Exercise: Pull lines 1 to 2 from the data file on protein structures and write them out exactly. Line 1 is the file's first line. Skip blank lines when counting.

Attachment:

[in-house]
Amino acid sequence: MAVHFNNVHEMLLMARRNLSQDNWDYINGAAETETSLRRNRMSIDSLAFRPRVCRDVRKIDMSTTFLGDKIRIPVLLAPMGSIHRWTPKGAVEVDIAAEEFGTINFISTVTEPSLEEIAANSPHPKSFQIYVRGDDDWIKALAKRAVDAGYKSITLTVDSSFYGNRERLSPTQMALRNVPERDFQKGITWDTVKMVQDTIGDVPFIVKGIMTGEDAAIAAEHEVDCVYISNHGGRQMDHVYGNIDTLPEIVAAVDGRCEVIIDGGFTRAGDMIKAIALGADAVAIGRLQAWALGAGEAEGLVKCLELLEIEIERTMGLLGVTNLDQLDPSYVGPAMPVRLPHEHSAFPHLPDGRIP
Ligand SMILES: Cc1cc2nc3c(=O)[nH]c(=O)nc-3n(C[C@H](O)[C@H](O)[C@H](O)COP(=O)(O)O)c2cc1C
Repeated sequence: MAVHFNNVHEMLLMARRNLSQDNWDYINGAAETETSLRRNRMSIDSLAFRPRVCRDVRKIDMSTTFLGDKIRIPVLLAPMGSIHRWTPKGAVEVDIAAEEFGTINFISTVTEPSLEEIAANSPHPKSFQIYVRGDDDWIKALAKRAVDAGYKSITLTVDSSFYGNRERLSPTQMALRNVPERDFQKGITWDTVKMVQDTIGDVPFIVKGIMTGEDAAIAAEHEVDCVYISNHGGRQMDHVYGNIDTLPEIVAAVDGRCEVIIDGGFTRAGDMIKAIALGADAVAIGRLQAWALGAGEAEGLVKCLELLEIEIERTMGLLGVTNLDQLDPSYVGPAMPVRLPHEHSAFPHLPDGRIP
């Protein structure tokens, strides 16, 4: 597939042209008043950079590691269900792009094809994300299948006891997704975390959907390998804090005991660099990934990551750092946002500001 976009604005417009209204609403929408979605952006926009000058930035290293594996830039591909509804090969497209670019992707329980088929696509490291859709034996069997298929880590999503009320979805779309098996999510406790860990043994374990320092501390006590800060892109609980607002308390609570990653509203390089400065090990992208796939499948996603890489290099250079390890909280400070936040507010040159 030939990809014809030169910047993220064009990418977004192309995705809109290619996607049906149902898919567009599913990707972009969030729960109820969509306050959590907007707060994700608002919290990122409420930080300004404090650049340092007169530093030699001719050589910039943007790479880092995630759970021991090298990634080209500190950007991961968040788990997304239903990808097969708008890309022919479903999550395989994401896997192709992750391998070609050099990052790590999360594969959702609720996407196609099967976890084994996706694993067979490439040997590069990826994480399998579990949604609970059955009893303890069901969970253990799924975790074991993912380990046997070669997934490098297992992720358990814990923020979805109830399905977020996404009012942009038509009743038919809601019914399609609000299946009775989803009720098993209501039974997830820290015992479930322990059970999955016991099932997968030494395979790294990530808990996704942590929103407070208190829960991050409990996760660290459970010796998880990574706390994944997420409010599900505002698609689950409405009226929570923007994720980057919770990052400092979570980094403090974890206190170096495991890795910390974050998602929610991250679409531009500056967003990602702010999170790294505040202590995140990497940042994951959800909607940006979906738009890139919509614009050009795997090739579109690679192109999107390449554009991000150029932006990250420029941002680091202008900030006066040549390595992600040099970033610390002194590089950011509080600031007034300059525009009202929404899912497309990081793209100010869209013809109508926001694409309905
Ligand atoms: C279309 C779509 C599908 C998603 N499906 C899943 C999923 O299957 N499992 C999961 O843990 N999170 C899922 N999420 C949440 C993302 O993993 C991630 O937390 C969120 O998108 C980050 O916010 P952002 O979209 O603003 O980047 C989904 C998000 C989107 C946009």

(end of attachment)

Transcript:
[in-house]
Amino acid sequence: MAVHFNNVHEMLLMARRNLSQDNWDYINGAAETETSLRRNRMSIDSLAFRPRVCRDVRKIDMSTTFLGDKIRIPVLLAPMGSIHRWTPKGAVEVDIAAEEFGTINFISTVTEPSLEEIAANSPHPKSFQIYVRGDDDWIKALAKRAVDAGYKSITLTVDSSFYGNRERLSPTQMALRNVPERDFQKGITWDTVKMVQDTIGDVPFIVKGIMTGEDAAIAAEHEVDCVYISNHGGRQMDHVYGNIDTLPEIVAAVDGRCEVIIDGGFTRAGDMIKAIALGADAVAIGRLQAWALGAGEAEGLVKCLELLEIEIERTMGLLGVTNLDQLDPSYVGPAMPVRLPHEHSAFPHLPDGRIP